directed by wes craven
moonlight productions, II
I don’t think I realized this was a made-for-TV picture when I opted to watch it, and I’m kinda glad, as that’s where a lot of what passes for its charm resides. Well, that and the oh-so-’80s themes and vibe, from its stars (Robert Urich! Soleil Moon Frye!) to its heavy-handed insistence on conformity and social climbing – “The last 10 years haven’t been easy on us, Matt … and I want a piece of the pie” – and let’s not overlook that it’s centered around a company called “Micro-Digitech” and a mysteriously affiliated country club. It couldn’t have been more of the moment. Unfortunately, aside from its high kitsch quotient, this flick doesn’t have a whole lot going for it. Nothing about it will surprise you, and it probably could’ve done with less content restriction than primetime viewing would allow.
why did i watch this movie?
By now you probably know the answer to that question.
should you watch this movie?
Though it’s the kind of thing that should’ve just been sealed in a time capsule, not used for actual entertainment purposes, this production is rather amusing, if quite lightweight.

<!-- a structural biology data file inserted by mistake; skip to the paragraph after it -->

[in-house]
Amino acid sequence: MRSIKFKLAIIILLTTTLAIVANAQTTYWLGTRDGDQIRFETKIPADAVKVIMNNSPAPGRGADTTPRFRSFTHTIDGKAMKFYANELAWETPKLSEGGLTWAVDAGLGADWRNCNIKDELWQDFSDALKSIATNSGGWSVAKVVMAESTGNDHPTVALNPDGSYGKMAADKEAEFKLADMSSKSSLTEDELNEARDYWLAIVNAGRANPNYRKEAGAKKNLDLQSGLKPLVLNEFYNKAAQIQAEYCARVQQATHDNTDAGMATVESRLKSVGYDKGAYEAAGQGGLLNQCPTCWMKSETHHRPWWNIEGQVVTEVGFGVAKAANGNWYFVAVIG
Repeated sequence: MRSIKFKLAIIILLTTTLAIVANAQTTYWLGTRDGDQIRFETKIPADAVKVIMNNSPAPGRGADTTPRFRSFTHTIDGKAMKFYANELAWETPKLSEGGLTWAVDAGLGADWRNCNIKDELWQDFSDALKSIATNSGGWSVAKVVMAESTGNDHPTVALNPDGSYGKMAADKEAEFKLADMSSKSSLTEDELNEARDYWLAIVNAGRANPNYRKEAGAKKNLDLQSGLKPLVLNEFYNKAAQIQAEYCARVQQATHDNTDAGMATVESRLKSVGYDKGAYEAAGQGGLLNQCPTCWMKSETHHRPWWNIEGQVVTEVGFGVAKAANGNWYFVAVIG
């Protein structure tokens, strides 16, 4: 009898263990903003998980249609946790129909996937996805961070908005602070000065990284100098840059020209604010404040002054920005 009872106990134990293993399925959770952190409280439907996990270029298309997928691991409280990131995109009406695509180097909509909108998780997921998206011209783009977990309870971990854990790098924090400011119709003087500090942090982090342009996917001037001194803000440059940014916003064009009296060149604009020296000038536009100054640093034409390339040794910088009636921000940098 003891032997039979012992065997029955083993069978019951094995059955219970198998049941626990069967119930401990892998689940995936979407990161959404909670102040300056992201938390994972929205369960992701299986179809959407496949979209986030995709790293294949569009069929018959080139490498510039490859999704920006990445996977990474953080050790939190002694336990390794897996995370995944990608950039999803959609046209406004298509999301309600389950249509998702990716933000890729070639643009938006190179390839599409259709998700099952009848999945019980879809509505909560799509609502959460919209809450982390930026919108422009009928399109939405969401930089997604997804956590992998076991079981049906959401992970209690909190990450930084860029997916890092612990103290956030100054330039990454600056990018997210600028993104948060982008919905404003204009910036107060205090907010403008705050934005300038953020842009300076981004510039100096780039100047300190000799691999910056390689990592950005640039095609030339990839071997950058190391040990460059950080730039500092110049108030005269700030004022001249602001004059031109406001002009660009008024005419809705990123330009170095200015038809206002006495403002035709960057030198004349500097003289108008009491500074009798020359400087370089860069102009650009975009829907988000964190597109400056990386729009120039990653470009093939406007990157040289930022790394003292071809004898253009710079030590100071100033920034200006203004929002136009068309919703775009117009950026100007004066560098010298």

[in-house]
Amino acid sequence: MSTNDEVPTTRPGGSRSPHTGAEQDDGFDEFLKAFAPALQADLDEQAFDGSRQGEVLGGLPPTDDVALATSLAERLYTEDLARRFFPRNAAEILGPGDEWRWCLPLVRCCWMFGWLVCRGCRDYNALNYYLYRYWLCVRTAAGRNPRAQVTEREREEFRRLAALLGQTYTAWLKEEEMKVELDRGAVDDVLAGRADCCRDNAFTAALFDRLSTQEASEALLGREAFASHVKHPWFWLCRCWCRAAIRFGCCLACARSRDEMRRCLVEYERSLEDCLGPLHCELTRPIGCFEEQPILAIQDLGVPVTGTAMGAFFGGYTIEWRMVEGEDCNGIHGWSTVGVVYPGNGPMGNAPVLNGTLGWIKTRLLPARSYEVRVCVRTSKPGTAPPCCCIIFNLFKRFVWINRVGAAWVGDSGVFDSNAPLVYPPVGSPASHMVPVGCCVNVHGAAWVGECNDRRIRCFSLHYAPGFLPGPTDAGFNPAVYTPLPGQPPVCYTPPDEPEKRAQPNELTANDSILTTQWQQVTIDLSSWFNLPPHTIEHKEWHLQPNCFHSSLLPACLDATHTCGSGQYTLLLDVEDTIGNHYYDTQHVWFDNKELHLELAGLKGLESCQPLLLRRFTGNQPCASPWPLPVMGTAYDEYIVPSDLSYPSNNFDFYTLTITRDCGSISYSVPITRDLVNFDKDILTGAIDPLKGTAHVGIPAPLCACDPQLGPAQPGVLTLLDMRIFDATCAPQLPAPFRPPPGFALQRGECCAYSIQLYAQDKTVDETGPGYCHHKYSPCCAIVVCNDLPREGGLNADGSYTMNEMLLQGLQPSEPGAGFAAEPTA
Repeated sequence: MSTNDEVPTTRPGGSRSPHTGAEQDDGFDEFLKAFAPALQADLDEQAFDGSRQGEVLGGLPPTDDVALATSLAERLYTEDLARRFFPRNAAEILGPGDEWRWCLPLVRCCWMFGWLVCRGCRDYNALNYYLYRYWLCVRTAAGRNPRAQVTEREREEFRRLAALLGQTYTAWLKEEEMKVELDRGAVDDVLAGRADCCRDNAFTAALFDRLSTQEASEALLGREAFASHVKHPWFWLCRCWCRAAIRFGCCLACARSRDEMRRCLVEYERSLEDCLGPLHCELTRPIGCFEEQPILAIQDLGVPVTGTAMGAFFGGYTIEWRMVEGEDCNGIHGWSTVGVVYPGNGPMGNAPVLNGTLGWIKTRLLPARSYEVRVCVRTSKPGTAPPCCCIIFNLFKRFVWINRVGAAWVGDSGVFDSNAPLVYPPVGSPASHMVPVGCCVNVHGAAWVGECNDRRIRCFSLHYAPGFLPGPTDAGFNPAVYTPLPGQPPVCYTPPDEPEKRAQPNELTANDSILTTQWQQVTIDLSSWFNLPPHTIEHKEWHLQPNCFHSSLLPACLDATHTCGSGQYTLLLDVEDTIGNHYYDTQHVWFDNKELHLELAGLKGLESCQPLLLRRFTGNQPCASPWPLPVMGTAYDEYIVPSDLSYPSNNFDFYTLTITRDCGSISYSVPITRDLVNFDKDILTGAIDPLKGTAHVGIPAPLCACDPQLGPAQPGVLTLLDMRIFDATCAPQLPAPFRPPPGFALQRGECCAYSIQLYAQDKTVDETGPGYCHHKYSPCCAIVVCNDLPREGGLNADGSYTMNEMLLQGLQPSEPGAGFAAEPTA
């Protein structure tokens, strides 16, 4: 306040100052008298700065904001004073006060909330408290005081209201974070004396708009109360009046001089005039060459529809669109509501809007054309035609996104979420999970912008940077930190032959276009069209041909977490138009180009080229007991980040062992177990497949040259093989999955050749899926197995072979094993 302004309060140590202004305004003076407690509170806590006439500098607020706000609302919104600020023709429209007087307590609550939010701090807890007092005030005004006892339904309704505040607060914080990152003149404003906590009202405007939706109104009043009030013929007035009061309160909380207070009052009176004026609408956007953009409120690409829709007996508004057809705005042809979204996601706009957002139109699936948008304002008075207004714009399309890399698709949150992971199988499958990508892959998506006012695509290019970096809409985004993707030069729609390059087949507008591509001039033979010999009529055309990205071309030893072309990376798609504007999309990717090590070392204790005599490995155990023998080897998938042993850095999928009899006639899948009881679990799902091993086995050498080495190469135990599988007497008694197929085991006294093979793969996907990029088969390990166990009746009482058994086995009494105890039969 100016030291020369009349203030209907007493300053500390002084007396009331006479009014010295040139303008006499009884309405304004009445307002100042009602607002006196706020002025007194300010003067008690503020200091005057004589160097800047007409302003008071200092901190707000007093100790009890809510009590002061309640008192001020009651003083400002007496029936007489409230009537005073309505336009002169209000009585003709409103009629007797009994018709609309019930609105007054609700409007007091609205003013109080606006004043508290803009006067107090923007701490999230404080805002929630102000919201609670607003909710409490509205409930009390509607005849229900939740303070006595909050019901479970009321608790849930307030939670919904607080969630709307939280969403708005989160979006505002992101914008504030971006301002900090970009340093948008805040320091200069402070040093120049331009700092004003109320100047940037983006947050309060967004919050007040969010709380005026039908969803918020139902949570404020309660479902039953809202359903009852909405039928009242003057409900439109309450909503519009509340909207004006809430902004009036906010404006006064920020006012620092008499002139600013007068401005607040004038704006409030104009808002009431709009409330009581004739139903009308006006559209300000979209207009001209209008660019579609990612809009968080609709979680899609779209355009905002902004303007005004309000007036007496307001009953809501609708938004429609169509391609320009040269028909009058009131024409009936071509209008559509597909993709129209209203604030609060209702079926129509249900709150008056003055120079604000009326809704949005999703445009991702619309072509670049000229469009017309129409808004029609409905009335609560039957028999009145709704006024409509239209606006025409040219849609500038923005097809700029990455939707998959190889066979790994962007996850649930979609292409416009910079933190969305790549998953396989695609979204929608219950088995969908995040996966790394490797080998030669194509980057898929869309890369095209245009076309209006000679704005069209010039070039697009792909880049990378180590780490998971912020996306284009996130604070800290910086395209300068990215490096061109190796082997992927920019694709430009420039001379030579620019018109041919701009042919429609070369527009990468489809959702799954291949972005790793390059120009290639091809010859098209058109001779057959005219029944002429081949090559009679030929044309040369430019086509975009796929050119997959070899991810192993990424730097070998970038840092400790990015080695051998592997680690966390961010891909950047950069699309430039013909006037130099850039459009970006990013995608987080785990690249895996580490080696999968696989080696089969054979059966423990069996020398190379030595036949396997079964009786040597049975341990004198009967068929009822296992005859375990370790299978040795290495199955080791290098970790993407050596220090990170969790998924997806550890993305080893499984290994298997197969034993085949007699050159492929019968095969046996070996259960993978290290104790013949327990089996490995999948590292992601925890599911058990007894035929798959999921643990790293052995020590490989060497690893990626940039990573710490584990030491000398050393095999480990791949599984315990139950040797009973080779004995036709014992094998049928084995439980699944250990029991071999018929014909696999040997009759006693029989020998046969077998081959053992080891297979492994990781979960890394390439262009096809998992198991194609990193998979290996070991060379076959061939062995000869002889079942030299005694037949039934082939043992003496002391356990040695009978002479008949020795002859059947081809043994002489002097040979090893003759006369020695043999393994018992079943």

highlight and low point
For a forgettable and mostly ridiculous period piece, it must be noted that taken piecemeal it offers high value. From Susan Lucci’s vampy society hostess to Kevin McCarthy’s telling inclusion, there’s a lot of fun to be had here. (I particularly enjoyed that the location of the veterinarian’s home business was highly reminiscent of that of the Devil Dog kennels, much as the Winslow family’s house appears to be located in the same neighborhood.) The ludicrously rudimentary FX leading into the finale would have to be seen to be believed.